RUNNING ON EMPTY – Jackson Browne – Asylum Records – 1977
Running on Empty was an album that wasn’t supposed to work. Ten new cuts, all recorded live, in various parts of the country, over the course of two months? To his label, this sounded like pure folly, but Jackson Browne knew this was not just a way to fill time between studio albums; it was to be his labor of love.
Since becoming a recording artist at the age of 18, Browne had experienced life both as Greenwich Village bohemian in the ‘60s with the likes of the Velvet Underground, and as an essential contributor to the emerging Southern California rock sound in the early ‘70s. By 1977, he was looking for something new to try, something he hadn’t yet done — so in August of that year, he took his favorite sessions players on the road and hit “record.”
The collection of recordings that became Running On Empty would be Jackson Browne’s greatest commercial success, going platinum within months of its release. Today, it remains a strikingly fresh portrait of the realities of touring life, and whether referencing the road to the next gig or the road to the next phase of life, it’s the album’s universal displays of humanity that keeps the songs in your head long after the needle hits the runout grooves.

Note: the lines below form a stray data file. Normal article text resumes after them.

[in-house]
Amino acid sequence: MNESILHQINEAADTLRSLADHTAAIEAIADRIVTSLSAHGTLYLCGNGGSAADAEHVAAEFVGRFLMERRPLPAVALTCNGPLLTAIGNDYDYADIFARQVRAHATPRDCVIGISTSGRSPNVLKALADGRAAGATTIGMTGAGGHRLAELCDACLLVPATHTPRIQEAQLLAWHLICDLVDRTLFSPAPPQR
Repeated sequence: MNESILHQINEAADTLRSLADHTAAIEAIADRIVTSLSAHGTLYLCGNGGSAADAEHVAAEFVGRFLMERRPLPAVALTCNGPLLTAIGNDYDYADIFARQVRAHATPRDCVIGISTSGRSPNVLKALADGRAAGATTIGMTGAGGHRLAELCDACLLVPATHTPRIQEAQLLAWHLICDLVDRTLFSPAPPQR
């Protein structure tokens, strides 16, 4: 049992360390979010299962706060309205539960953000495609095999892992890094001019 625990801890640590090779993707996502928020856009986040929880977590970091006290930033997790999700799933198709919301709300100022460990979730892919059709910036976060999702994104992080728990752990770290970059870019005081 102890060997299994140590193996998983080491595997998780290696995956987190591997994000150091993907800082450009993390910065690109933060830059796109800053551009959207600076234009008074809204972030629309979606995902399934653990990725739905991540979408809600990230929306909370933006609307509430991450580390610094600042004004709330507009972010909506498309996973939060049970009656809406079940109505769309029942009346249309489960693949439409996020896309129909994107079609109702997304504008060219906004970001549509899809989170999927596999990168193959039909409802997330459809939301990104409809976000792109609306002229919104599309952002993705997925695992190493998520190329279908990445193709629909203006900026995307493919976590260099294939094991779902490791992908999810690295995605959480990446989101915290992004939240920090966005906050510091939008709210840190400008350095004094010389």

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Episode notes and postscript corrections
- Heyyyyy, here we are with another album from 1977 — you might notice its stark difference from our previous ‘77 episode on Marquee Moon.
- The amount of iconic outputs from multiple musical genres in the ‘70s, but particularly 1977, never ceases to amaze us. Best year in pop culture. Fight us on this.
- You can break down the differences and the reasons why they resonated with particular audiences in a million different ways, but at its most broad, let’s just say that Marquee Moon very much exemplified the East Coast/New York punk aesthetic, while Running On Empty can be held up as an example of the West Coast/Laurel Canyon/Cal Rock soft scene.
- Peep our further reading section to read that really well-written original review of Running on Empty from Rolling Stone in 1978 we talked about.
- Running on Empty was initially just a way to buy time to conceive new material for another traditional LP, but it became a way to break the repetitive record-making pattern success brings. JB has said: “You go, ‘OK, great, let’s try to do something more like that.’ But that’s not what you were doing when you did it in the first place. You were just doing what you wanted to do next.”
- Here’s that gorgeous Cameron Crowe essay from the 2005 re-issue that Carrie read an excerpt from. Read. Feel the chills. He’s the best.
- Quick background info about the session players on this album:
- The Section (Danny “Kootch” Kortchmar, Craig Doerge, Leland Sklar, and Russ Kunkel) were Asylum’s de facto house band and have played on a slew of ‘70s soft rock albums for everyone from Carole King to Linda Ronstadt to Warren Zevon. There’s a great article about them in our further reading section.
- David Lindley and Jackson Browne have been long, long, longtime collaborators. You can read more about him in the links below, too.
- Our bad. The author of that rad review comparing circa-1977 culture to “feeling like a trashed Holiday Inn room” was actually RJ Smith for Blender Magazine in a review of the 2005 reissue, not, as we cited in the pod, Robert Christgau.